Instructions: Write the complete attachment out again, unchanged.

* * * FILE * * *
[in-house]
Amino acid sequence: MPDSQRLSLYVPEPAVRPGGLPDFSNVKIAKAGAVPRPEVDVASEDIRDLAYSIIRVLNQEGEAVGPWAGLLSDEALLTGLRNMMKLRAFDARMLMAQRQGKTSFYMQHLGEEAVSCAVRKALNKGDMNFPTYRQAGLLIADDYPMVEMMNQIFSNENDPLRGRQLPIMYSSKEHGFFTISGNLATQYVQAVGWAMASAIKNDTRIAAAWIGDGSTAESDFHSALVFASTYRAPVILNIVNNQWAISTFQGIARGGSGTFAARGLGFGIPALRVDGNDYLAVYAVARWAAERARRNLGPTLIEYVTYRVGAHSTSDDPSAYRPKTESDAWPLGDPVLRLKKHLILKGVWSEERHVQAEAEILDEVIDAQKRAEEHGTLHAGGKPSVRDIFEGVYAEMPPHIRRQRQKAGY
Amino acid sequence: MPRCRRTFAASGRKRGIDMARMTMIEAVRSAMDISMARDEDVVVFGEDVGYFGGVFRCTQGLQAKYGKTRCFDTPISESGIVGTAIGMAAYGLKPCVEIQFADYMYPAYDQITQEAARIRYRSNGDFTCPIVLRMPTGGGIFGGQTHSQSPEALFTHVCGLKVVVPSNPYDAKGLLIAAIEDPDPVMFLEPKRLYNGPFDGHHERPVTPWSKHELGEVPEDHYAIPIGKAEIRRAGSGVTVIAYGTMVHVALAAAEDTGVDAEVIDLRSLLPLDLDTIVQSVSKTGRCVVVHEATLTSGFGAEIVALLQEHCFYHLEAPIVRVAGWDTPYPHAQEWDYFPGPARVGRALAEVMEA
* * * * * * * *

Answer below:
[in-house]
Amino acid sequence: MPDSQRLSLYVPEPAVRPGGLPDFSNVKIAKAGAVPRPEVDVASEDIRDLAYSIIRVLNQEGEAVGPWAGLLSDEALLTGLRNMMKLRAFDARMLMAQRQGKTSFYMQHLGEEAVSCAVRKALNKGDMNFPTYRQAGLLIADDYPMVEMMNQIFSNENDPLRGRQLPIMYSSKEHGFFTISGNLATQYVQAVGWAMASAIKNDTRIAAAWIGDGSTAESDFHSALVFASTYRAPVILNIVNNQWAISTFQGIARGGSGTFAARGLGFGIPALRVDGNDYLAVYAVARWAAERARRNLGPTLIEYVTYRVGAHSTSDDPSAYRPKTESDAWPLGDPVLRLKKHLILKGVWSEERHVQAEAEILDEVIDAQKRAEEHGTLHAGGKPSVRDIFEGVYAEMPPHIRRQRQKAGY
Amino acid sequence: MPRCRRTFAASGRKRGIDMARMTMIEAVRSAMDISMARDEDVVVFGEDVGYFGGVFRCTQGLQAKYGKTRCFDTPISESGIVGTAIGMAAYGLKPCVEIQFADYMYPAYDQITQEAARIRYRSNGDFTCPIVLRMPTGGGIFGGQTHSQSPEALFTHVCGLKVVVPSNPYDAKGLLIAAIEDPDPVMFLEPKRLYNGPFDGHHERPVTPWSKHELGEVPEDHYAIPIGKAEIRRAGSGVTVIAYGTMVHVALAAAEDTGVDAEVIDLRSLLPLDLDTIVQSVSKTGRCVVVHEATLTSGFGAEIVALLQEHCFYHLEAPIVRVAGWDTPYPHAQEWDYFPGPARVGRALAEVMEA